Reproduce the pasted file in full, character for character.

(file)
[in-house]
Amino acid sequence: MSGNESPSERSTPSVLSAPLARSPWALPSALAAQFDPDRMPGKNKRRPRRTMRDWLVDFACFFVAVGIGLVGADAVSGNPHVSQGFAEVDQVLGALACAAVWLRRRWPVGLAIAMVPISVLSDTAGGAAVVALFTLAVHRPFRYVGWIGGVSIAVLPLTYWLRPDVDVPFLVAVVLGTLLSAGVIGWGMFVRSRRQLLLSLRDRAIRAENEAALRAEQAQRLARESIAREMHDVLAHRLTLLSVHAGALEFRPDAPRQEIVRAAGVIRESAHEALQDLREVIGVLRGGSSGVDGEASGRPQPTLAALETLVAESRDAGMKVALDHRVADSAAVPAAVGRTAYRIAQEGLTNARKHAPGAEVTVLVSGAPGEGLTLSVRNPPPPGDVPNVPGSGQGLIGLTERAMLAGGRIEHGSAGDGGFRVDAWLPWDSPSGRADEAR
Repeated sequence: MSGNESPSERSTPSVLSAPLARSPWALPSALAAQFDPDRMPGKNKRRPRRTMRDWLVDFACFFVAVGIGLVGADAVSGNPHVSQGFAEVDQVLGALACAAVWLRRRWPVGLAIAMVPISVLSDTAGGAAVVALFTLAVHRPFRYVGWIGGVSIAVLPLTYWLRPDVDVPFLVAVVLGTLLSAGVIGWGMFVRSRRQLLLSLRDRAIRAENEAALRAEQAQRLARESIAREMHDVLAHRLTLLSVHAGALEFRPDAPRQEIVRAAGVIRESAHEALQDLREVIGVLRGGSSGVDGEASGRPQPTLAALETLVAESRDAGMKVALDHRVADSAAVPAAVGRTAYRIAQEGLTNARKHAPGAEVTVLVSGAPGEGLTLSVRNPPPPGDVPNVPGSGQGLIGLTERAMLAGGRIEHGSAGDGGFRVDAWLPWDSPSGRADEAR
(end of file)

[in-house]
Amino acid sequence: MSGNESPSERSTPSVLSAPLARSPWALPSALAAQFDPDRMPGKNKRRPRRTMRDWLVDFACFFVAVGIGLVGADAVSGNPHVSQGFAEVDQVLGALACAAVWLRRRWPVGLAIAMVPISVLSDTAGGAAVVALFTLAVHRPFRYVGWIGGVSIAVLPLTYWLRPDVDVPFLVAVVLGTLLSAGVIGWGMFVRSRRQLLLSLRDRAIRAENEAALRAEQAQRLARESIAREMHDVLAHRLTLLSVHAGALEFRPDAPRQEIVRAAGVIRESAHEALQDLREVIGVLRGGSSGVDGEASGRPQPTLAALETLVAESRDAGMKVALDHRVADSAAVPAAVGRTAYRIAQEGLTNARKHAPGAEVTVLVSGAPGEGLTLSVRNPPPPGDVPNVPGSGQGLIGLTERAMLAGGRIEHGSAGDGGFRVDAWLPWDSPSGRADEAR
Repeated sequence: MSGNESPSERSTPSVLSAPLARSPWALPSALAAQFDPDRMPGKNKRRPRRTMRDWLVDFACFFVAVGIGLVGADAVSGNPHVSQGFAEVDQVLGALACAAVWLRRRWPVGLAIAMVPISVLSDTAGGAAVVALFTLAVHRPFRYVGWIGGVSIAVLPLTYWLRPDVDVPFLVAVVLGTLLSAGVIGWGMFVRSRRQLLLSLRDRAIRAENEAALRAEQAQRLARESIAREMHDVLAHRLTLLSVHAGALEFRPDAPRQEIVRAAGVIRESAHEALQDLREVIGVLRGGSSGVDGEASGRPQPTLAALETLVAESRDAGMKVALDHRVADSAAVPAAVGRTAYRIAQEGLTNARKHAPGAEVTVLVSGAPGEGLTLSVRNPPPPGDVPNVPGSGQGLIGLTERAMLAGGRIEHGSAGDGGFRVDAWLPWDSPSGRADEAR